LNG money won’t stop ferry route cuts

Finance minister says gas industry will help northern B.C. grow again, but transportation minister's ferry plan going ahead

'Service optimization' to reduce under-used ferry sailings is going ahead despite anticipated revenues from gas exports.

Don’t cut BC Ferries service when the province is on the verge of reaping a huge windfall from natural gas in the coming years.

That was the plea from one Union of B.C. Municipalities delegate who sought to link the two issues at a forum on the economy Wednesday.

“Coastal communities can’t afford to wait for that revenue to start coming in,” said Evan Putterill, Skeena-Queen Charlotte Regional District director for Haida Gwaii and chair of the North and Central Coast Ferry Advisory Committee.

The Sandspit resident said ferry-dependent towns have been badly damaged by two decades of rising fares and further cuts to service now being eyed will make their plight worse.

Transportation Minister Todd Stone agreed fares can’t go higher.

“We can debate whether we’re at the tipping point or nearing the tipping point or past the tipping point, but fares are at the point where they’re not affordable any more,” he said.

But he warned “service optimization” cuts are coming and will be unveiled in the coming months.

Finance Minister Mike de Jong noted new ferries cost hundreds of millions of dollars and asked delegates to indicate by show of hands if government should buy from overseas builders when they’re the low bidder or if local shipyards should win no matter the cost. The room was split.

The ferry question came after de Jong described liquefied natural gas (LNG) as a “generational opportunity” for B.C. that’s estimated to eventually generate government income of $10 billion a year.

Asked if LNG is being oversold, he said the skeptics are wrong.

“People still say ‘It’s mythical, it’s not happening, it’s not real.’ LNG is real and will result in significant additional revenues.”

He said it promises a renaissance for northern B.C., reversing a decades-long trend of depopulation.

Other cabinet ministers at the forum cautioned the gas boom means growing pains for communities and a scramble to recalibrate training programs so workers have the required skills.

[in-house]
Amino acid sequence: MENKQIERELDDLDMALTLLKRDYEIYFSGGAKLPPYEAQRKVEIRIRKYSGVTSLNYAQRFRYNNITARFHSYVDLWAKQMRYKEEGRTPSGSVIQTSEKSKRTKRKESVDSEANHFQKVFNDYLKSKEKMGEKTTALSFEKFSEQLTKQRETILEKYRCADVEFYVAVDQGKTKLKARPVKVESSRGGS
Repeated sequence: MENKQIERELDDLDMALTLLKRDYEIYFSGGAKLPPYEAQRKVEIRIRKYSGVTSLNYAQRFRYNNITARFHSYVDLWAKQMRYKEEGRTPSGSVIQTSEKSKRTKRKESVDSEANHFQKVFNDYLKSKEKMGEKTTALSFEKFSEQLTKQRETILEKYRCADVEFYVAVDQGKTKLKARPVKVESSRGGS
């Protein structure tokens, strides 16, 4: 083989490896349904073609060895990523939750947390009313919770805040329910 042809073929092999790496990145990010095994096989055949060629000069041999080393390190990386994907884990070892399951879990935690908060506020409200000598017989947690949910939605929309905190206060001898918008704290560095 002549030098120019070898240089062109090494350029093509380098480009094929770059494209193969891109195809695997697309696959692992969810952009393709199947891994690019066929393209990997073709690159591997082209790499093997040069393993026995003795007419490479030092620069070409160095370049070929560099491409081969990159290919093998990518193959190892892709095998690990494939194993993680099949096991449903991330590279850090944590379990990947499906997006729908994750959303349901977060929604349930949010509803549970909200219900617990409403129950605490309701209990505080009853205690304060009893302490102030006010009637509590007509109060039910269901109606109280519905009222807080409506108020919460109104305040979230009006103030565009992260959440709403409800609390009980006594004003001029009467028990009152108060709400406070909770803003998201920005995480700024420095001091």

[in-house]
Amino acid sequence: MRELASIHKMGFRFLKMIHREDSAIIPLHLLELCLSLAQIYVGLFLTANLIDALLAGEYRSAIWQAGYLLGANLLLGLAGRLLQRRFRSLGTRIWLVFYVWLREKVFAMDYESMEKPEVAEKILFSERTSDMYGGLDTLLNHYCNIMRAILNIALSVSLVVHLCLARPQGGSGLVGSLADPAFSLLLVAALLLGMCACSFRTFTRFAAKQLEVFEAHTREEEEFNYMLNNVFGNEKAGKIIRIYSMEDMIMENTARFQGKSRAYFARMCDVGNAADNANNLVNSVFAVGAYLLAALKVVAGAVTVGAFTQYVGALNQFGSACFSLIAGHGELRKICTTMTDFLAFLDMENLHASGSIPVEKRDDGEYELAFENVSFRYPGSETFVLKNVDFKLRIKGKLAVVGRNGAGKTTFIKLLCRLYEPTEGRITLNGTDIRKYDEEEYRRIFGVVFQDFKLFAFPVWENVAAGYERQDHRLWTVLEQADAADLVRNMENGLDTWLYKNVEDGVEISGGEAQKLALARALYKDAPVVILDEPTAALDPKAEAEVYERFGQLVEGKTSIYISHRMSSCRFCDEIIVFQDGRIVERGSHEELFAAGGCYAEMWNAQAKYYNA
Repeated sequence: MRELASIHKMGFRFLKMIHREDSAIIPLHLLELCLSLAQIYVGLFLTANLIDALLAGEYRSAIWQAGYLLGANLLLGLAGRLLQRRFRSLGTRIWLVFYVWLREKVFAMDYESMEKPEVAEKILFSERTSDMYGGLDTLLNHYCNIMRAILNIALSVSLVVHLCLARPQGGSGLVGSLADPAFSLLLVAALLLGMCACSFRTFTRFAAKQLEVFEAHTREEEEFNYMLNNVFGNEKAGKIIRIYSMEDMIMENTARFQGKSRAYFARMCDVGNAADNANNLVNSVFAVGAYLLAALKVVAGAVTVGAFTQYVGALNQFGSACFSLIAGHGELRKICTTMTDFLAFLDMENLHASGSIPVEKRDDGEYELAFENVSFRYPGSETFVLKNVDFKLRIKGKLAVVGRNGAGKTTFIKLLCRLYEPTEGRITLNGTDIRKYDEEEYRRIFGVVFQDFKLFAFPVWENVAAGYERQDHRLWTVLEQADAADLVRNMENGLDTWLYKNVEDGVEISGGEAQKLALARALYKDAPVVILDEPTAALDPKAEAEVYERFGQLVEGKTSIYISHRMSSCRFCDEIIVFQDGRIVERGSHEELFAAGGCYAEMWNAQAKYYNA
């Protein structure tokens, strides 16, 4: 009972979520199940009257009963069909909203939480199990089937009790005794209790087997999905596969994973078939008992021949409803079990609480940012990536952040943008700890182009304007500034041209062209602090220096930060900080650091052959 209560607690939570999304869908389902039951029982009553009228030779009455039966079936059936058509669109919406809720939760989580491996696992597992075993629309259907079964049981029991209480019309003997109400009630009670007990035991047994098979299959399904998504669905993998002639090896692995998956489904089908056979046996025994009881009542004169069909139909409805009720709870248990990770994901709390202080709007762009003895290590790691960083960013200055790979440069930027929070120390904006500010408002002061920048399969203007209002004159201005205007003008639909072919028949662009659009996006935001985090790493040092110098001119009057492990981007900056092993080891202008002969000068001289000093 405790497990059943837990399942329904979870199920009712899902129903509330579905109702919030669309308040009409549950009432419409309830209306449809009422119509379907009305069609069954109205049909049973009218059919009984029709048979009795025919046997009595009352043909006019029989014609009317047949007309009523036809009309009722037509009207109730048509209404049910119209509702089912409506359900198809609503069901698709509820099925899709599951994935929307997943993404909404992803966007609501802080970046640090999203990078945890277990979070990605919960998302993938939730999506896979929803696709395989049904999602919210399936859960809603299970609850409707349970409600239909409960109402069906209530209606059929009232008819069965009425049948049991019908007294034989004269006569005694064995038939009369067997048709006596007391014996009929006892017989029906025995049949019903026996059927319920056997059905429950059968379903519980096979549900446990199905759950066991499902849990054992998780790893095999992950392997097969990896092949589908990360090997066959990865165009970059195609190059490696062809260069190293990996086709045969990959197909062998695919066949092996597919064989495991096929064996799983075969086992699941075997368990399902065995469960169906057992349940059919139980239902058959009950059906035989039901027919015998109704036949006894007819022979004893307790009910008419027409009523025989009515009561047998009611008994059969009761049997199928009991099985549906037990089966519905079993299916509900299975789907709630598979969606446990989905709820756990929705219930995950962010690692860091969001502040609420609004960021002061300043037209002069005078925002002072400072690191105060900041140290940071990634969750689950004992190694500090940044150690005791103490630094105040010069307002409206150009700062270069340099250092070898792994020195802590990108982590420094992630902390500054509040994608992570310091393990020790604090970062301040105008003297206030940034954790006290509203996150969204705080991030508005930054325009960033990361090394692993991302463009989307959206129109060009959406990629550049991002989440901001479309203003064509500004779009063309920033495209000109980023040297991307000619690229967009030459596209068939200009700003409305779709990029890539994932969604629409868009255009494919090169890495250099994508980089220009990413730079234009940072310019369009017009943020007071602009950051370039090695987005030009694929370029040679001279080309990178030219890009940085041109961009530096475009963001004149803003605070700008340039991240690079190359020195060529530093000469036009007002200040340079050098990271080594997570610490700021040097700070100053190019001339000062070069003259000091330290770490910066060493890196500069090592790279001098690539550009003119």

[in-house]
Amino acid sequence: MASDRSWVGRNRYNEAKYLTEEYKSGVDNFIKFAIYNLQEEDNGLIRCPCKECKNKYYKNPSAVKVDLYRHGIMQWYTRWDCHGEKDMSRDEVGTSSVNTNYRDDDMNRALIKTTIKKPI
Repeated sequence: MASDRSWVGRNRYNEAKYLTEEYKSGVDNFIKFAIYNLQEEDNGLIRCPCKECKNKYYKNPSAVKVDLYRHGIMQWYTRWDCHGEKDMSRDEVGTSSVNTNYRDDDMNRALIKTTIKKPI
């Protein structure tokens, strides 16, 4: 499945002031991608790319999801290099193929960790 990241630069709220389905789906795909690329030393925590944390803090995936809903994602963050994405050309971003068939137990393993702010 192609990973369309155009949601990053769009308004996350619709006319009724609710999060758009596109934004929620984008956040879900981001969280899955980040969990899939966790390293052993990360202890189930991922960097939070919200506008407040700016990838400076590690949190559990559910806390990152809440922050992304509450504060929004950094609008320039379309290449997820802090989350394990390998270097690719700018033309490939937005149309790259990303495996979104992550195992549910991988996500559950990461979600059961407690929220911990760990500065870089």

Chetwynd Mayor Merlin Nichols urged the province to seek ways to make it more attractive for coal and gas workers to move to towns in the northeast rather than work in camps without becoming part of the fabric of local life.

“If you sit in any flight from Fort St. John back to the Lower Mainland, you’re going to be sitting beside somebody who’s going home, taking home the paycheque after living in camp in the last two or three weeks,” Nichols said.

Asked about UBCM’s unanimous call for government to commit to systematically sharing its revenue with cities in strong years, De Jong noted that other options include paying down debt or reducing taxes.

He also said B.C. has been modestly sharing forestry resource revenue for years through agreements with local communities.

 

Just Posted

Active investigation into reported sexual assault at CFB Esquimalt

An Oct. 5 allegation is being investigated by Canadian Forces National Investigation Service

Banquo Folk Ensemble serenades Sidney

20 years into performing, the ancient music ensemble visits the Peninsula

Saanich mayor won’t tip hand on electoral referendum

Councillor receives support from fellow councillors in favour of PR

Taxis in bus lanes not being considered, Victoria Transit chair says

Susan Brice responds to a cab driver’s request for access to Douglas Street priority lanes

Marijuana-related business requires rezoning in Oak Bay

Council plans to add cannabis laws to priorities list

People flocking to Vancouver Island city to see hundreds of sea lions

Each year the combination of Steller and California sea lions take over Cowichan Bay

No one wants to guard lives in Sooke

Puzzled community cancelling swim programs due to inability to hire life guards

Threat of extremism posed by proportional representation overstated: academics

As B.C. voters decide on electoral reform, the Vote No side is cautioning that the system would allow extremists to be elected

What now for Calgary, Canada and Olympic Games after 2026 rejection?

Calgary, along with the 2010 Winter Games in Vancouver and Whistler, B.C., made Canada a player in the international sport community

Sex-misconduct survey excludes vulnerable military members: Survivors’ group

But It’s Just 700 says recent research has shown young military members and those on training are among those most at risk for sexual violence

Many child killers have been placed in Indigenous healing lodges according to stats

As of mid-September, there were 11 offenders in healing lodges who had been convicted of first- or second-degree murder of a minor

Expect no quick end to Canada-wide cannabis shortages, producers warn

Provinces including British Columbia, Alberta have all reported varying degrees of shortages

Teddy the dog abuse case headed for February trial

Pre-trial hearing tomorrow in case that galvanized animal-lovers

Want to buy your first home? Move to Kamloops or Prince George

Kamloops, Prince George, Campbell River and Langford are the only other markets in the study without gaps between required and actual income in owning a home.

Most Read